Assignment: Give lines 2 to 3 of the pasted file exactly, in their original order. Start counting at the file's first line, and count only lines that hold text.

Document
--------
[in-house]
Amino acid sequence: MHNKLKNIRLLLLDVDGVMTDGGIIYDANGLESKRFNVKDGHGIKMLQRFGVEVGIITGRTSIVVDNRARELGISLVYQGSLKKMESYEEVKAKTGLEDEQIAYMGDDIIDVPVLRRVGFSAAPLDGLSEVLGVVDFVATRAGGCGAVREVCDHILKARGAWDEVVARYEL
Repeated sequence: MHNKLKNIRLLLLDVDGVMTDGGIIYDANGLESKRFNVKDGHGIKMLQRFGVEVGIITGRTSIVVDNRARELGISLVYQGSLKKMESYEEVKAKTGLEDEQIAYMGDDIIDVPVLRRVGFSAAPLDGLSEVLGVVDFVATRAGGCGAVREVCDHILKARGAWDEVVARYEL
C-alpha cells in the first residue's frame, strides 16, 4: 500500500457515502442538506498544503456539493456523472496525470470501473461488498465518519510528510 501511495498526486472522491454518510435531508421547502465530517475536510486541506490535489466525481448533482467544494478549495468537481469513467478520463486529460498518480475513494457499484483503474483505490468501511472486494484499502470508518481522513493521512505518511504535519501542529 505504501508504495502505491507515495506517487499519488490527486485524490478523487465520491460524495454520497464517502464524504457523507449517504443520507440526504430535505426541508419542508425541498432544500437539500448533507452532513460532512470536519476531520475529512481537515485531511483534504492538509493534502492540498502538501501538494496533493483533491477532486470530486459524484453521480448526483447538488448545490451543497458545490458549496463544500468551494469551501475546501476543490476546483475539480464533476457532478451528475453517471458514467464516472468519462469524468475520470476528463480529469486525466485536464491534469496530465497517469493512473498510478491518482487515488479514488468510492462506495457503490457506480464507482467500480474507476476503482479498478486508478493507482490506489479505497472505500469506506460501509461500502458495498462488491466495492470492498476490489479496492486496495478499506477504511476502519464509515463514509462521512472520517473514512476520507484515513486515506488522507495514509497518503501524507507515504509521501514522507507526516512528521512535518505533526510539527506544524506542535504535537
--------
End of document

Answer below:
Amino acid sequence: MHNKLKNIRLLLLDVDGVMTDGGIIYDANGLESKRFNVKDGHGIKMLQRFGVEVGIITGRTSIVVDNRARELGISLVYQGSLKKMESYEEVKAKTGLEDEQIAYMGDDIIDVPVLRRVGFSAAPLDGLSEVLGVVDFVATRAGGCGAVREVCDHILKARGAWDEVVARYEL
Repeated sequence: MHNKLKNIRLLLLDVDGVMTDGGIIYDANGLESKRFNVKDGHGIKMLQRFGVEVGIITGRTSIVVDNRARELGISLVYQGSLKKMESYEEVKAKTGLEDEQIAYMGDDIIDVPVLRRVGFSAAPLDGLSEVLGVVDFVATRAGGCGAVREVCDHILKARGAWDEVVARYEL